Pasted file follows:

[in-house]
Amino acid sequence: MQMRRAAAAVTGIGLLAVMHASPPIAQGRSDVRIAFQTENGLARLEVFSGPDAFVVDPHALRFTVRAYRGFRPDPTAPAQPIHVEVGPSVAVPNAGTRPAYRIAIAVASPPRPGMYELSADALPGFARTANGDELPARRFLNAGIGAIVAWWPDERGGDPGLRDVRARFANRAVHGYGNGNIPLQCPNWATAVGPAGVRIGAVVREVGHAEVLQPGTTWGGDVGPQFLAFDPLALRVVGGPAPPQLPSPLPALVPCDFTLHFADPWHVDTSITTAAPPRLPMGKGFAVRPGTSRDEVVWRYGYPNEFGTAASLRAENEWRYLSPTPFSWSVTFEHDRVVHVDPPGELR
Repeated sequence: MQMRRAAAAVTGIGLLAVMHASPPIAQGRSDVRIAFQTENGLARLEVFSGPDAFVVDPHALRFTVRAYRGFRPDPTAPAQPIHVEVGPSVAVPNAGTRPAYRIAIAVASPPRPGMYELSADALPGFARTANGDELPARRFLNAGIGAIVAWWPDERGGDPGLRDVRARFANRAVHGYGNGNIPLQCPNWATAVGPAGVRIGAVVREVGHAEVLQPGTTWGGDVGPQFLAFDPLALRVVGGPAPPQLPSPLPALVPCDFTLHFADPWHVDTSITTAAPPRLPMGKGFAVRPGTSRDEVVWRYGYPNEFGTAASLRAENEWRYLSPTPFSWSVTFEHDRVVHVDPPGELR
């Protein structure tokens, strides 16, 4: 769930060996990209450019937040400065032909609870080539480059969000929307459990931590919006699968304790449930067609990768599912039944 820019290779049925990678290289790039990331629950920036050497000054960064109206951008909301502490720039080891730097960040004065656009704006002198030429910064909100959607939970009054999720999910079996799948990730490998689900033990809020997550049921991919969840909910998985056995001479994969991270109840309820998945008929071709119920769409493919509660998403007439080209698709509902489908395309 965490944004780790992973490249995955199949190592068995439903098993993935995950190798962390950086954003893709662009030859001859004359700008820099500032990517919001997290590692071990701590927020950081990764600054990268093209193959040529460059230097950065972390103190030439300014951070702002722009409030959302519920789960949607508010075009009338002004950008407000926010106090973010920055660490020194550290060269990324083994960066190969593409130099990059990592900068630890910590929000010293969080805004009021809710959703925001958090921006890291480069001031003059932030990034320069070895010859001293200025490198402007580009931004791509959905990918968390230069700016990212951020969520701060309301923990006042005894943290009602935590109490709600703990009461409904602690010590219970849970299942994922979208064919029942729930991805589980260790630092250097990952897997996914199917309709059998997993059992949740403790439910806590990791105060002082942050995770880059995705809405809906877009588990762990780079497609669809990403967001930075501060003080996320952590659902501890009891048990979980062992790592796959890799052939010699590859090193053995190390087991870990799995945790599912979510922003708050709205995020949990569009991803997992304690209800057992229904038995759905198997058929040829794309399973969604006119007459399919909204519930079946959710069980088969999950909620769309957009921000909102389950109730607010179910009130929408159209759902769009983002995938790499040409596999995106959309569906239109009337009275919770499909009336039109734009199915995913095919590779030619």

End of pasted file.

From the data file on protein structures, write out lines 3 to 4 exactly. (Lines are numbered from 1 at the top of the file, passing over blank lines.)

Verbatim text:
Repeated sequence: MQMRRAAAAVTGIGLLAVMHASPPIAQGRSDVRIAFQTENGLARLEVFSGPDAFVVDPHALRFTVRAYRGFRPDPTAPAQPIHVEVGPSVAVPNAGTRPAYRIAIAVASPPRPGMYELSADALPGFARTANGDELPARRFLNAGIGAIVAWWPDERGGDPGLRDVRARFANRAVHGYGNGNIPLQCPNWATAVGPAGVRIGAVVREVGHAEVLQPGTTWGGDVGPQFLAFDPLALRVVGGPAPPQLPSPLPALVPCDFTLHFADPWHVDTSITTAAPPRLPMGKGFAVRPGTSRDEVVWRYGYPNEFGTAASLRAENEWRYLSPTPFSWSVTFEHDRVVHVDPPGELR
């Protein structure tokens, strides 16, 4: 769930060996990209450019937040400065032909609870080539480059969000929307459990931590919006699968304790449930067609990768599912039944 820019290779049925990678290289790039990331629950920036050497000054960064109206951008909301502490720039080891730097960040004065656009704006002198030429910064909100959607939970009054999720999910079996799948990730490998689900033990809020997550049921991919969840909910998985056995001479994969991270109840309820998945008929071709119920769409493919509660998403007439080209698709509902489908395309 965490944004780790992973490249995955199949190592068995439903098993993935995950190798962390950086954003893709662009030859001859004359700008820099500032990517919001997290590692071990701590927020950081990764600054990268093209193959040529460059230097950065972390103190030439300014951070702002722009409030959302519920789960949607508010075009009338002004950008407000926010106090973010920055660490020194550290060269990324083994960066190969593409130099990059990592900068630890910590929000010293969080805004009021809710959703925001958090921006890291480069001031003059932030990034320069070895010859001293200025490198402007580009931004791509959905990918968390230069700016990212951020969520701060309301923990006042005894943290009602935590109490709600703990009461409904602690010590219970849970299942994922979208064919029942729930991805589980260790630092250097990952897997996914199917309709059998997993059992949740403790439910806590990791105060002082942050995770880059995705809405809906877009588990762990780079497609669809990403967001930075501060003080996320952590659902501890009891048990979980062992790592796959890799052939010699590859090193053995190390087991870990799995945790599912979510922003708050709205995020949990569009991803997992304690209800057992229904038995759905198997058929040829794309399973969604006119007459399919909204519930079946959710069980088969999950909620769309957009921000909102389950109730607010179910009130929408159209759902769009983002995938790499040409596999995106959309569906239109009337009275919770499909009336039109734009199915995913095919590779030619």